Updated Thu, Sep 27, 2012 by B. de la Durantaye
Borderlands 2 is nothing without its unmatched multiplayer mode. For reals. The game is "okay" if you play alone but it really takes multiplayer to push it into the "great" ranks.
Like the first title, the game tweaks its difficulty based on how many players are participating in the game. I did find, though, that the tweaking could have been twunk a tweak more. I had relatively no difficulty playing single player missions, a little difficulty in some areas playing duo, but once there were 3 or 4 players in the game some of the fights were just downright difficult. With good team play the obstacles can be overcome but there's little room for independence once you've committed to a multiplayer game. The team must work together as no man can stand alone in a multiplayer game (at least, not without being splatted a few times). If all your teammates go down you can only hope that you're in close proximity to each other or that a baddie is close to death because at full health the 4-player mobs aren't easy to take down by one person to get a second wind. (Second wind happens when you are downed but able to finish a kill, which will get you back on your feet). Perhaps even just adding a small spattering of low-hp mobs mixed in with the difficult dudes in high-risk areas could help here.
Joining a multiplayer game or inviting friends to join your game couldn't be easier. The game's menu will display all of your Steam friends who are currently playing so all you need to do is click their name to either invite or request a join. The display will even tell you the levels and missions your friends are working on, so it's easy to pick friends who are close to you in the story or in level. Thankfully the home menu doesn't suffer the disorganization of the in-game menus.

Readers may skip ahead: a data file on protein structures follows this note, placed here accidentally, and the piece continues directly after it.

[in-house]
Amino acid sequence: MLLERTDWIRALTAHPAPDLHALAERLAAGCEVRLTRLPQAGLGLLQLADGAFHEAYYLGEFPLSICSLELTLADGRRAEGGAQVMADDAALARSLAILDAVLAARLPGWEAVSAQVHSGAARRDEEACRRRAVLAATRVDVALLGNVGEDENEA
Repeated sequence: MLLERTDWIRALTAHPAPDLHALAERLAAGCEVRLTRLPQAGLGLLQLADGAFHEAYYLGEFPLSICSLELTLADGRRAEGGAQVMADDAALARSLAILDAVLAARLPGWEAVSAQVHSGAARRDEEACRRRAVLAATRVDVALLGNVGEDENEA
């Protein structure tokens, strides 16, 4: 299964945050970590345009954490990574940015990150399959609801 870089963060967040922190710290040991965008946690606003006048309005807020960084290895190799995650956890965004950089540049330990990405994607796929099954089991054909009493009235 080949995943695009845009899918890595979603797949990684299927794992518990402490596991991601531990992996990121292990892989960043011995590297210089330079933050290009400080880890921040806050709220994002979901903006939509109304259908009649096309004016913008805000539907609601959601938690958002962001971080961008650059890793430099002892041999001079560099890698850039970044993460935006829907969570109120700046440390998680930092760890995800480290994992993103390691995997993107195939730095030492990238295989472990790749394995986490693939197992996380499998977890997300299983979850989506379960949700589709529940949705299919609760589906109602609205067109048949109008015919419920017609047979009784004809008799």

Once invited into a multiplayer game you then have the ability to rejoin that game at any time. Should you see the host of the original game playing, just click their name and join their game. In this method you can drop in and out of games with your friends with much ease, as the game dynamically changes the difficulty of the mobs with the amount of people playing.
Worry not if there is a big gap in levels between you and your friends. Lower levels joining higher level games will catch up quickly in experience and given an hour or two you will all be the same level. This is a huge win as it's near impossible to have all of your friends sharing the same amount of play time.
As pivotal to the game experience as multiplayer is, the game also suffers more of its downsides in multiplayer mode. For instance, the menu system is already difficult, and only gets worse as you complete a multiplayer mission. The player turning in the mission will be able to see the reward immediately but the other players won't even know they received a reward unless the player who turned it in lets them know, or they open their horrific menus and lumber around through the navigation to try to figure out what they just won.